Also from the third day I visited the Ballenberg Museum.
Gallery: June 3 — Ballenberg Museum 5
A sweet model of the house it is housed in, a 17th/19th-century house from Sachseln, Obwalden.
An outdoor oven for the house.
The back side of the Sachseln house. I like how the chimney twists to stay out of the way of the window.
Interior of an 18th-century house from Erstfeld, Uri; sweet windows.
A half-timbered room in the house, with a chimneymid.
This is the back side of the Erstfeld house. It's unusual to have mixture of full masonry wall, half-timbering, and Blockbau all in the same house. Look at all the personality in the wall surface.
A late 18th-century wine-grower's house from Richterswil, Canton Zürich. Check out the vine/tree/? growing up the righthand wall.
I think this is an oldstyle barbershop setup? It may be in this 16–17th-century farmhouse from Uesslingen, Thurgau, but I'm not sure — it could also be in building #612.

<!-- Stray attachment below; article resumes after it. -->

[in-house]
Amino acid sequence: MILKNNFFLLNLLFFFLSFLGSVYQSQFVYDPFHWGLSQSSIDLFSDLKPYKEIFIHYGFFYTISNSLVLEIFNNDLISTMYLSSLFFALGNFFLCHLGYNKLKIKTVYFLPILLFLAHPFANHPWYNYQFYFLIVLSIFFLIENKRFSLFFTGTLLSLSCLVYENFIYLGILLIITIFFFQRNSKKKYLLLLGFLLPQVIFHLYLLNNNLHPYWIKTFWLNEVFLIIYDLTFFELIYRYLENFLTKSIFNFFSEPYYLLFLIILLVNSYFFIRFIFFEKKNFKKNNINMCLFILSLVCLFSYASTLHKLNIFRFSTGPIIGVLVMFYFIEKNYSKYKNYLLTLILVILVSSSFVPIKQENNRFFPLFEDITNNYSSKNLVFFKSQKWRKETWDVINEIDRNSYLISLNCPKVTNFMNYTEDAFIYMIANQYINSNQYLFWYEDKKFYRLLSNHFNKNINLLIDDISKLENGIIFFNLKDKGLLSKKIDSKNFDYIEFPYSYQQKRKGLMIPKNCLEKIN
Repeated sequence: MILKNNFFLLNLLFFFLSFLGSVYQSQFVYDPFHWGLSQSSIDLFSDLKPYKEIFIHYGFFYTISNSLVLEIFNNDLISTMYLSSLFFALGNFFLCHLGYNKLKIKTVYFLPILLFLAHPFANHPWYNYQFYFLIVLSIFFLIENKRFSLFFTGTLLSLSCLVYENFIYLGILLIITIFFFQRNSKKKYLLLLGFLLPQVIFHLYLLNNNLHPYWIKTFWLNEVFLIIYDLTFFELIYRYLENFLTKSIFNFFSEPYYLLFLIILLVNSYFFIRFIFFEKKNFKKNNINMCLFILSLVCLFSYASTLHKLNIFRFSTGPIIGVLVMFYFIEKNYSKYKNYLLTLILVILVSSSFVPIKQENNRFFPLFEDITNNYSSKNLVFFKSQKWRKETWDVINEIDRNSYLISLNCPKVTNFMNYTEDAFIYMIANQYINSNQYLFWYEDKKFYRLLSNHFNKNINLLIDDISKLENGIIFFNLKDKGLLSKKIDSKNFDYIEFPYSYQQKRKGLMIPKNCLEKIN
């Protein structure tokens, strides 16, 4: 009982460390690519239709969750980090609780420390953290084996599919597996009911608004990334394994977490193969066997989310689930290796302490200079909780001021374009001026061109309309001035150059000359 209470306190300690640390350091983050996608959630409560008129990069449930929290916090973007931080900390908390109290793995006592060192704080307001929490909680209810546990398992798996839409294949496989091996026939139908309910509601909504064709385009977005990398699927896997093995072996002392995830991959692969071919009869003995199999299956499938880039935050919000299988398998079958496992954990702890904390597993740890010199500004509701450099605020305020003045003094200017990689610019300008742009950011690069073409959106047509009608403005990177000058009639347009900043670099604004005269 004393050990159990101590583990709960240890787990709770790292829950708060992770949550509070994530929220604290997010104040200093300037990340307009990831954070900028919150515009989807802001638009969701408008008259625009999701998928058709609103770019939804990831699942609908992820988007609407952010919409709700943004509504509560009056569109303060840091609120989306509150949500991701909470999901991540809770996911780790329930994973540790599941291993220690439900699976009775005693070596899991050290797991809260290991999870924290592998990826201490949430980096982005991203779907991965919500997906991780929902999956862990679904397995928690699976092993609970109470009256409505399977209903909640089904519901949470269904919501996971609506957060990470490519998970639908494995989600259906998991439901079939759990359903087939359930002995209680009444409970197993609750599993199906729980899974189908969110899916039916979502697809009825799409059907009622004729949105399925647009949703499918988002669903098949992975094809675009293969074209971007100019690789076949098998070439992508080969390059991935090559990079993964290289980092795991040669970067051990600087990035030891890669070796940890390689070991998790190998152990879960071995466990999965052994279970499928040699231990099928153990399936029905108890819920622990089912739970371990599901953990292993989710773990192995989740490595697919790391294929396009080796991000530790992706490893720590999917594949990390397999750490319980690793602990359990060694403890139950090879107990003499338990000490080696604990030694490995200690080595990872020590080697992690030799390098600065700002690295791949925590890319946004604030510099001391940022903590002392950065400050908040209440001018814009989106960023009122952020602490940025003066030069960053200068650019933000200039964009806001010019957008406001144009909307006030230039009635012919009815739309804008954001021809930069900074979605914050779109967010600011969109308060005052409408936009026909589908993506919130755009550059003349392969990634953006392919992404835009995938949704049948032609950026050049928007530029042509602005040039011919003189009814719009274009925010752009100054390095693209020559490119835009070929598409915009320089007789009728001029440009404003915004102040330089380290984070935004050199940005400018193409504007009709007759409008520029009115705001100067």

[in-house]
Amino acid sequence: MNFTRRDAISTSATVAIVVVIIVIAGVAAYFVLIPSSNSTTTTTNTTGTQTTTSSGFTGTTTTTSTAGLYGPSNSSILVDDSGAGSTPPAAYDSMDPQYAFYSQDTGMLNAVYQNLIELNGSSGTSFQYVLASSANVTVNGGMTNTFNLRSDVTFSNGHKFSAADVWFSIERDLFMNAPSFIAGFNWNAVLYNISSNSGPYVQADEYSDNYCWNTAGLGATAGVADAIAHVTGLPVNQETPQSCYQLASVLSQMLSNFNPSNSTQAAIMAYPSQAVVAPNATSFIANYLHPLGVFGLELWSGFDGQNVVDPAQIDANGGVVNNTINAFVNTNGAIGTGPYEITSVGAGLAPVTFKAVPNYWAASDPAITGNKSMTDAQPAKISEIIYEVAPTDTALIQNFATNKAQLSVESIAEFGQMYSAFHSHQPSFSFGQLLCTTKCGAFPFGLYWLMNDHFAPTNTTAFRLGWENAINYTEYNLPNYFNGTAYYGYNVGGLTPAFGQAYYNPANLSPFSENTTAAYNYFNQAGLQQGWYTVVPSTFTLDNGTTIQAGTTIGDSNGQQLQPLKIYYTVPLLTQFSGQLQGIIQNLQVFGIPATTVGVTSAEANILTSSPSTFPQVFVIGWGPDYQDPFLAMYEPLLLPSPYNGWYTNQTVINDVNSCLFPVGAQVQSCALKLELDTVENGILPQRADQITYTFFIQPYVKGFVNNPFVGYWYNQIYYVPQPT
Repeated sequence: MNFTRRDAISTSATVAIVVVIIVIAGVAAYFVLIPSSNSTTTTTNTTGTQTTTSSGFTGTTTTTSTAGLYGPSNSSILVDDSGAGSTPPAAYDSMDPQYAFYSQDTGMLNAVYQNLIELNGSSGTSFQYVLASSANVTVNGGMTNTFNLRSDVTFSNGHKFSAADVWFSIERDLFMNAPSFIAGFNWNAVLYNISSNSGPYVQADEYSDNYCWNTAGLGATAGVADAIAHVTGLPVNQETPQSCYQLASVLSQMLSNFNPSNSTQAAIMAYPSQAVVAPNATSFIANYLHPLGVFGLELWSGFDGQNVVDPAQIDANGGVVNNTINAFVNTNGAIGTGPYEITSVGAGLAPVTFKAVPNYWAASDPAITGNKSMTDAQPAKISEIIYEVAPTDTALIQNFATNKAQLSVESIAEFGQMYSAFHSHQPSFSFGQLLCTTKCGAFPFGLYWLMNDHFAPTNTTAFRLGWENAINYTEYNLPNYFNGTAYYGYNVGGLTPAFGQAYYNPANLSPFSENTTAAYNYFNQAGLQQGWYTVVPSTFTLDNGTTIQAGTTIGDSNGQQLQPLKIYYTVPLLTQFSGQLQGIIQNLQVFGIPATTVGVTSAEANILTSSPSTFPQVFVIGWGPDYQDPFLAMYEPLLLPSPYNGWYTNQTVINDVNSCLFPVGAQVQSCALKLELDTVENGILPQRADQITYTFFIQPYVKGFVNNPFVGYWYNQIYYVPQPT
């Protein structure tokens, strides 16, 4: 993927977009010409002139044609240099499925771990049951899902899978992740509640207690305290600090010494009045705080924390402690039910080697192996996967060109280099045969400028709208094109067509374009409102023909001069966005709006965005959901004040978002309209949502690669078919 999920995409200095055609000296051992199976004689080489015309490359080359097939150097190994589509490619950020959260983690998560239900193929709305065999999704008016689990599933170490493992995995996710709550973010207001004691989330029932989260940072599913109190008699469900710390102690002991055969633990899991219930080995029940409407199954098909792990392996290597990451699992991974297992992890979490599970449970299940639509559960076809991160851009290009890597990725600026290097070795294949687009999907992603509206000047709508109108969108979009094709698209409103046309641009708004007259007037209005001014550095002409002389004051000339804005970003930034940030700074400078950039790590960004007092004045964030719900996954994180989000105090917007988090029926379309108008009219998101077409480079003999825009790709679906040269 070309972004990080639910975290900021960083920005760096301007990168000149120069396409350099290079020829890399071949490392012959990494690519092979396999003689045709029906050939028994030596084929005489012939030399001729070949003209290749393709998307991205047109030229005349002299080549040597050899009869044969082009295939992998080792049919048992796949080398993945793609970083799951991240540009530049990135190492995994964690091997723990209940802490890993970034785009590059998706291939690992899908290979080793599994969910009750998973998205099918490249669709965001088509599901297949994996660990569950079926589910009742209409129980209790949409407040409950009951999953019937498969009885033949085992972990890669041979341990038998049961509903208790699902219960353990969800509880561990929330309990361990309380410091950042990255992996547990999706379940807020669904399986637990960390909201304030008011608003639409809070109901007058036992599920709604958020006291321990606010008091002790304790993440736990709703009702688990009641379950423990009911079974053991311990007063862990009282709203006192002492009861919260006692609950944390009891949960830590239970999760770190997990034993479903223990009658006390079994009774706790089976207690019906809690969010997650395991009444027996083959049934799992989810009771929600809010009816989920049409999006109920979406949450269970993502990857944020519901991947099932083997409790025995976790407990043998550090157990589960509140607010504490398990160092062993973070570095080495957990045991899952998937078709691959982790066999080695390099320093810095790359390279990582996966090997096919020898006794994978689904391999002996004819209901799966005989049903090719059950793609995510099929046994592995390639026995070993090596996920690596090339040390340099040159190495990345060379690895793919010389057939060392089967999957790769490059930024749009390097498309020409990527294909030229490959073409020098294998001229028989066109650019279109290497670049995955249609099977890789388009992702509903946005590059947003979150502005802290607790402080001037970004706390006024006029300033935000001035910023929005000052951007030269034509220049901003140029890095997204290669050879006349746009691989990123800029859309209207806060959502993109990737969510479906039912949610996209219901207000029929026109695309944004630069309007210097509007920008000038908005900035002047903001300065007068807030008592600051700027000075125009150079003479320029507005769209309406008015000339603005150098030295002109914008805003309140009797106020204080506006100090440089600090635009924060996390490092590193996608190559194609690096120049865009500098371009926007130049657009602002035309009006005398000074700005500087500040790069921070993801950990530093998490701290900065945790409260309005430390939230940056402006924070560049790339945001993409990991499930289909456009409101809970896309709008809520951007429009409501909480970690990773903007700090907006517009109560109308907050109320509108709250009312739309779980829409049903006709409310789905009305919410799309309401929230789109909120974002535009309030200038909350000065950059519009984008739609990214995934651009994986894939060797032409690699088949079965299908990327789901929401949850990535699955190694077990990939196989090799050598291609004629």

A schoolroom, oddly enough, in the same building. Note the national boundaries on the old map — it must be from between the World Wars.
An intricately carved bracket beam on a 17th-century farmhouse from Wila, Zürich.
A curious little wall detail on a mill building from the same area.
The gable of possibly a different (neighboring) mill building.
A room within a 15th/18th-century house from Wattwil, St. Gallen, rather hauntingly looking as if 18th-century children had just been there.
The light changes entirely with flash turned off.
This is the back side of a 17th/18th-century farmhouse from Brülisau, Appenzell.
A view of the front.
The farmhouse includes a dovecote, and there were lots of pigeons about.
Case in point.
A magnificent Kachelofen inside, with a traditional Appenzeller vest hanging to the right, so you know where you are.
Crested doves; some nice curved brackets; also note the wind wall at the right.
A pile of wood to be burnt for charcoal — that's the reason for the careful arrangement. You can see the "after" version off to the left.